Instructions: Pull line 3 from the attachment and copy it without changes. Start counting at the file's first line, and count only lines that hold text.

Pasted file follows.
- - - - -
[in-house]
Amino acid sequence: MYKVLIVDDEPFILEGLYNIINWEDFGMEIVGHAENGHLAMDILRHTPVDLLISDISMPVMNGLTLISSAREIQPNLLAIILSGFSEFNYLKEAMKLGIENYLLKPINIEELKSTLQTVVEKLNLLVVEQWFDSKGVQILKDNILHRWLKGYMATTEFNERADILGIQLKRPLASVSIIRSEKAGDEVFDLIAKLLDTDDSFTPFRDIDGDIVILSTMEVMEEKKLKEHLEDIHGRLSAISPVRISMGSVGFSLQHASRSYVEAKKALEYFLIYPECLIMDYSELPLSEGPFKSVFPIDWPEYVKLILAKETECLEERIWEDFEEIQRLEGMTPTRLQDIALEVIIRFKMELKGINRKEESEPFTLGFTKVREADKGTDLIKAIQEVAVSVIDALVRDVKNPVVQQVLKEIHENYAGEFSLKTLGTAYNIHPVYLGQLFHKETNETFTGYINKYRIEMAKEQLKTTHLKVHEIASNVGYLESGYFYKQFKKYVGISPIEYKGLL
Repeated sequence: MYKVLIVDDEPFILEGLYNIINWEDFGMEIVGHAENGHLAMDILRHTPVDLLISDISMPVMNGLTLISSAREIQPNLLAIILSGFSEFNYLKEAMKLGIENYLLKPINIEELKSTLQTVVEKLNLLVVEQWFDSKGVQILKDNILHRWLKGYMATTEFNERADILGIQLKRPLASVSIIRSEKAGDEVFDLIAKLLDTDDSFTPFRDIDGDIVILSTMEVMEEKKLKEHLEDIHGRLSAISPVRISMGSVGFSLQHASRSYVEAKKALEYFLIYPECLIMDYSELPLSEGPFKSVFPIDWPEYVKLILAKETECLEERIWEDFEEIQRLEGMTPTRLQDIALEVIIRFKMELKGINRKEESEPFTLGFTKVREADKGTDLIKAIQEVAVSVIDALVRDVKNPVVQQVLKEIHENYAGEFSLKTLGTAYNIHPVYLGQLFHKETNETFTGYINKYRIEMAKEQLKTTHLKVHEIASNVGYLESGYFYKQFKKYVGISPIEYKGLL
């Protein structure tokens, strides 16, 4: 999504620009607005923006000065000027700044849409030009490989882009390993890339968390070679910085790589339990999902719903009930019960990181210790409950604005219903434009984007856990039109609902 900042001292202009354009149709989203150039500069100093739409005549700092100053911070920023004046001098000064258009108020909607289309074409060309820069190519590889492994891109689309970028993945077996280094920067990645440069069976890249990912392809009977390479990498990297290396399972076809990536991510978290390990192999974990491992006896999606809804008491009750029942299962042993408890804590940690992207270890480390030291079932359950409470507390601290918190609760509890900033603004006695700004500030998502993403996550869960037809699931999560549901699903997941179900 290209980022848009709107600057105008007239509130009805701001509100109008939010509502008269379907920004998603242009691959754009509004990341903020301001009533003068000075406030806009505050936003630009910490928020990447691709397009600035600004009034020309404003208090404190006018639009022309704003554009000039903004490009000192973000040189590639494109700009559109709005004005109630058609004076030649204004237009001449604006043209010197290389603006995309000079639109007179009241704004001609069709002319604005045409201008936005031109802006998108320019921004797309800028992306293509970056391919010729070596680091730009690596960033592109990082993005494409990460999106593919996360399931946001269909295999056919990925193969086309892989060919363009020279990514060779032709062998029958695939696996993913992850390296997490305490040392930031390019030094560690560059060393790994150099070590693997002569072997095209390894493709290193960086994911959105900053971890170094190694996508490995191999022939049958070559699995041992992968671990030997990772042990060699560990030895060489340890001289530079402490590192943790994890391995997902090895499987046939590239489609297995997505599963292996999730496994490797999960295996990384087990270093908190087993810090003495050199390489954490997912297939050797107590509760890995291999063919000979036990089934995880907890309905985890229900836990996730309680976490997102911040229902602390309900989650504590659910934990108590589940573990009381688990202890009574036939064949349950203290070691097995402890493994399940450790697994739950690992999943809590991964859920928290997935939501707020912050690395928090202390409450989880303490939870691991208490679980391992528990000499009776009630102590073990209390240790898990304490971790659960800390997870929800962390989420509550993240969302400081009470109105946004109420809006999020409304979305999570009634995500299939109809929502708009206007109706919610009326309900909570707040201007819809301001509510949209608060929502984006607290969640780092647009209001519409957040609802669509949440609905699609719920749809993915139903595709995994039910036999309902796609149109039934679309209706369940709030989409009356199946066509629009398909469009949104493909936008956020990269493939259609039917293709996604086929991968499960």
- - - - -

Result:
Repeated sequence: MYKVLIVDDEPFILEGLYNIINWEDFGMEIVGHAENGHLAMDILRHTPVDLLISDISMPVMNGLTLISSAREIQPNLLAIILSGFSEFNYLKEAMKLGIENYLLKPINIEELKSTLQTVVEKLNLLVVEQWFDSKGVQILKDNILHRWLKGYMATTEFNERADILGIQLKRPLASVSIIRSEKAGDEVFDLIAKLLDTDDSFTPFRDIDGDIVILSTMEVMEEKKLKEHLEDIHGRLSAISPVRISMGSVGFSLQHASRSYVEAKKALEYFLIYPECLIMDYSELPLSEGPFKSVFPIDWPEYVKLILAKETECLEERIWEDFEEIQRLEGMTPTRLQDIALEVIIRFKMELKGINRKEESEPFTLGFTKVREADKGTDLIKAIQEVAVSVIDALVRDVKNPVVQQVLKEIHENYAGEFSLKTLGTAYNIHPVYLGQLFHKETNETFTGYINKYRIEMAKEQLKTTHLKVHEIASNVGYLESGYFYKQFKKYVGISPIEYKGLL